Employee Expense Reimbursements Will be More Difficult After COVID-19

Written by Jeffrey D. Davine

Termination of COVID-19 Emergency.

The White House recently announced that the Presidentially declared disaster concerning the COVID-19 pandemic will be withdrawn as of May 11, 2023.  The effect of this withdrawal will make it more difficult for employers to reimburse employees for their work-from-home expenses.

Declaration of National Emergency.

On March 13, 2020, President Trump declared a nationwide emergency as a result of the COVID-19 pandemic.  It resulted in all 50 states, the District of Columbia, and four territories being approved for major disaster declarations.  As a result of the Presidentially declared disaster, employers could make “qualified disaster relief payments” to their employees who were impacted by COVID-19 and these payments would not be taxable to the employees. 

Qualified Disaster Relief Payments.

The tax treatment of a qualified disaster relief payment is governed by Internal Revenue Code Section 139, which provides that a qualified disaster relief payment may be excluded from the recipient’s gross income.  A qualified disaster relief payment includes amounts paid by an employer to reimburse employees for necessary personal, family, living or funeral expenses that are not covered by insurance as a result of the qualified disaster.  These payments may also be used to cover expenses such as masks and personal protective equipment, dependent care, unreimbursed medical expenses, and work-from-home expenses (such as internet and office supplies).  The recordkeeping burdens imposed on employees and employers for these payments are minimal: employers are not required to obtain receipts or expense reports from employees to substantiate these expenses.  The only requirement is that the employer determine that the amount being paid is reasonably commensurate with the additional expenses incurred by its employees as a result of the COVID-19 pandemic. 

Withdrawal of Presidentially Declared Disaster.

As a result of the withdrawal of the Presidentially declared disaster as of May 11th, an employer can no longer make qualified disaster relief payments to its employees.  This means that expense reimbursements paid to an employee for expenses that were previously considered to be qualified disaster relief payments will be required to satisfy the “accountable plan” requirements in order for the employee to not have to include the reimbursement in income.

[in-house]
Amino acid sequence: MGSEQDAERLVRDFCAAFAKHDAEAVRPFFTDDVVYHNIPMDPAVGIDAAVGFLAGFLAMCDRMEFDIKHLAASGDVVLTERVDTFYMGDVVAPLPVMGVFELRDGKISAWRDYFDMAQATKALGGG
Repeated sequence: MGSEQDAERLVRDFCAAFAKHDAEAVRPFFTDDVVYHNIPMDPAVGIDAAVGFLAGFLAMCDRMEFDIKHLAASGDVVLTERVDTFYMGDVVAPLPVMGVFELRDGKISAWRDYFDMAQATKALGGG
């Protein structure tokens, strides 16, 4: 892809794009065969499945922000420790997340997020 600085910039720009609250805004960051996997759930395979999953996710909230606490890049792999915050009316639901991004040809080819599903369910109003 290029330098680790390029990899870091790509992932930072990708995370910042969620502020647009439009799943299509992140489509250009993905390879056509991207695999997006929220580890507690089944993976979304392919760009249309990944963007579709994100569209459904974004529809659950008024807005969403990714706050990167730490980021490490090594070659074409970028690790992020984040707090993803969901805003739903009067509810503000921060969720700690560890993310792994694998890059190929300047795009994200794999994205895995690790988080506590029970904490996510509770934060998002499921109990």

Accountable Plan Requirements.

In order for an expense reimbursement arrangement to be treated as an accountable plan, it must satisfy three requirements:

(i)         the expense must be one that is related to an employee’s work for his/her employer;

(ii)       the reimbursement arrangement must require that the employee provide substantiation for the expense with receipts or similar documentation within a reasonable period of time; and

(iii)      the reimbursement arrangement must require the employee to return any excess advances/reimbursements within a reasonable period of time.  

As can be seen, satisfying the accountable plan requirements can be somewhat burdensome, because employees must “prove-up” expenses for which reimbursement is sought with receipts or similar documentation and the employer must review the documents provided to ensure that they adequately substantiate the requested reimbursement. If all of the requirements are not satisfied, the employer must treat the reimbursement as additional wages/salary paid to the employee and include it on the employee’s Form W-2 that reports his/her income.

Take Away.

An employer that has been providing employees with reimbursements for their work-from-home expenses during the COVID-19 pandemic on a tax-free basis will need to update its accounting procedures as of May 11th to ensure that they comply with the accountable plan requirements.  If the accountable plan requirements cannot be satisfied, the employer will need to treat the reimbursements as taxable wages/salary.  Failure to do so could subject the employer to liability for the taxes that should have been withheld as well as interest and penalties.

Leave a Reply

Fill in your details below or click an icon to log in:

WordPress.com Logo

You are commenting using your WordPress.com account. Log Out /  Change )

Twitter picture

You are commenting using your Twitter account. Log Out /  Change )

Facebook photo

You are commenting using your Facebook account. Log Out /  Change )

Connecting to %s